• Issue: Was the Flour Acquisition Act imposing a tax by seizing all flour as it was created, and forcing the producers to keep/store it until it was sold, unless they bought it back immediately?
  • Held: Yes, it was a tax, as producers were either forced to store large quantities or buy it back at a higher price immediately – as the money went to a public authority for a public purpose (compensating farmers), and not to provide any service to the producers, it was not a fee for services rendered.

Querishi v Minister of Immigration (2005)

  • Issue: Were charges for unwanted services (detainment of asylum seekers) a tax when those same asylum seekers were being forced to pay them in order to stay in Australia?
  • Held: Yes, the service (border control) was a public service, not one that the individual wanted – was not a fee for services rendered.

Public Purpose

  • Not used for private purposes of the rulers
  • Historical exceptions included knighting the King’s son, marrying his daughter, or paying his ransom :P


Australian Tape Manufacturers v Cth (blank tapes case) (1991)

  • Issue: Was a compulsory levy on all blank tapes sold to compensate copyright holders a “tax” for the purposes of s 55, and if not, was it ‘compulsory acquisition on unjust terms’ for the purposes of s 51 (xxxi)?
  • Held: Though the money was paid directly to the copyright society, rather than going via the Consolidated Revenue Fund, this did not prevent it from being a tax – it was for public purposes (aimed to solve the problem of abuse of copyright now that blank tapes were readily available on the market), no service was being provided to the tape manufacturers/vendors, compulsory, and empowered by a Cth Act. As it was a tax, it was not acquisition of property.
  • Other Considerations: Between Australian Tape Manufacturers and Air Caledonie, the ‘by a public authority’ can almost certainly be read down to ‘by the authority of an Act of Parliament’

One Subject Requirement

State Chamber of Commerce and Industry v Cth (1987)

  • Issue: Were multiple types of fringe benefits taxes to be considered ‘multiple issues of taxation’ for the purposes of s 55?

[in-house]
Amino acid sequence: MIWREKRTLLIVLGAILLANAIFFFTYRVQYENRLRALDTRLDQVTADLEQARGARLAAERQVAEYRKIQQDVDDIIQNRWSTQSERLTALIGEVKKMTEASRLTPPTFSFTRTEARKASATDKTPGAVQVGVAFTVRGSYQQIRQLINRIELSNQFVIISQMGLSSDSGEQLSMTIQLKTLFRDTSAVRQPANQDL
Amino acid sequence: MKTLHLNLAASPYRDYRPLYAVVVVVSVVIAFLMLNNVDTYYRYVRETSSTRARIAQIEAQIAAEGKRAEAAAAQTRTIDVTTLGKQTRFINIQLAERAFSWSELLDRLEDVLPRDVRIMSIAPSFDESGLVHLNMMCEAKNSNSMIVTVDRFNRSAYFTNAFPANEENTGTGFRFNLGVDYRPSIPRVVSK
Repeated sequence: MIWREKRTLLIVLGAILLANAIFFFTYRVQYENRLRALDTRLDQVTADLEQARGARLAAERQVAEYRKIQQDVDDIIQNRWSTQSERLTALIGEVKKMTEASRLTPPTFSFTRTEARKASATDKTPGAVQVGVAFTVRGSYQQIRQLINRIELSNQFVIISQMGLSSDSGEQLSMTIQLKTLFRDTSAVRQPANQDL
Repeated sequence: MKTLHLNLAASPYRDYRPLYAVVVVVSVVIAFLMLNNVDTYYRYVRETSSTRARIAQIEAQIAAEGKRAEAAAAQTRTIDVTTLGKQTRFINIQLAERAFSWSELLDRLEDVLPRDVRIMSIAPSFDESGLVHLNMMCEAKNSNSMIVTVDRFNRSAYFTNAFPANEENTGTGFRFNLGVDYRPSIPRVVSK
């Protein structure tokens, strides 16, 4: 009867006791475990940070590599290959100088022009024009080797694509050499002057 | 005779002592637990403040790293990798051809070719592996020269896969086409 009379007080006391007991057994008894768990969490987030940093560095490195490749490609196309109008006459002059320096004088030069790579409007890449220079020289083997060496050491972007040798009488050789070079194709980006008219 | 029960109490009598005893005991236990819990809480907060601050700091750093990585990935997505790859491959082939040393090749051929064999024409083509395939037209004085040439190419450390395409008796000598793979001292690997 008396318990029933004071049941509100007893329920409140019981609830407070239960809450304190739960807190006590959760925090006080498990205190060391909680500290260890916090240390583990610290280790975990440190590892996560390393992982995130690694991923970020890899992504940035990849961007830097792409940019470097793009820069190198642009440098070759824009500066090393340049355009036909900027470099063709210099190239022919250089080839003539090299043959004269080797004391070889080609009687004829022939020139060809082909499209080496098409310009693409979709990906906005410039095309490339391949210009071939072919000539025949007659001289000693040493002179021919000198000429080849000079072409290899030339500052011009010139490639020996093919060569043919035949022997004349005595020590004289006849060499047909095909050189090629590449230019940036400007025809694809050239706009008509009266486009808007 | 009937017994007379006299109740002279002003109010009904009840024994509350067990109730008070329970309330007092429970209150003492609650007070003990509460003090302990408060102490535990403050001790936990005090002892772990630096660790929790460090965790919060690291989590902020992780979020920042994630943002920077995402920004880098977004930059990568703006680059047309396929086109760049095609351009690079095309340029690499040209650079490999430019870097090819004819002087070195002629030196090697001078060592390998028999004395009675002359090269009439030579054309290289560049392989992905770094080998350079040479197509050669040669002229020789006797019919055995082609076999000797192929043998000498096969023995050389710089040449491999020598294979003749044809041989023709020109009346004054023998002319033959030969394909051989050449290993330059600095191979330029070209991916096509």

• Held: It was a ‘single subject of taxation, formulated according to a broad conception of what constitutes fringe benefits’. The court will give weight to Parliaments understanding of whether its Tax Act deals with one or multiple subjects.

Substantive Limits on Tax Power

  • s 51(ii)/s99 – no discrimination between states or parts of states


R v Barger (1908)

  • Issue: Was a Cth tax scheme that offered exemptions to employers if certain labour/wage conditions existed a valid exercise of the Cth Power?
  • Held: Majority decided on reserved powers doctrine that it exceeded Cth power (since been overruled by Engineers). Also discussion over the discrimination nature, as different schemes existed in different states.

Elliot v Cth (1935)

  • Issue: Was a Cth licensing scheme that required seamen to be licensed in order to be hired out at specific prescribed ports (excluding ports in Tasmania) discriminatory in the meaning of s 51(ii)/s99?
  • Held: The law was appropriate and adapted to the local conditions of the ports. The discrimination was on the basis of port conditions, not state.

Regulating Behaviour via Economics/Taxation

  • High Court has held that no substantive limits exist on economic regulation


Fairfax v Commissioner of Taxation (1965)

  • Issue: Was economic regulation by means of taxing superannuation funds that didn’t invest at least 30% of their funds in prescribed securities a law with regards to taxation, and as such within the Cth heads of power?
  • Held: Yes, it was a taxation law. It does not matter if it also another kind

Customs and Excise Duties

  • s 55 limitation – laws can only deal with ONE of the two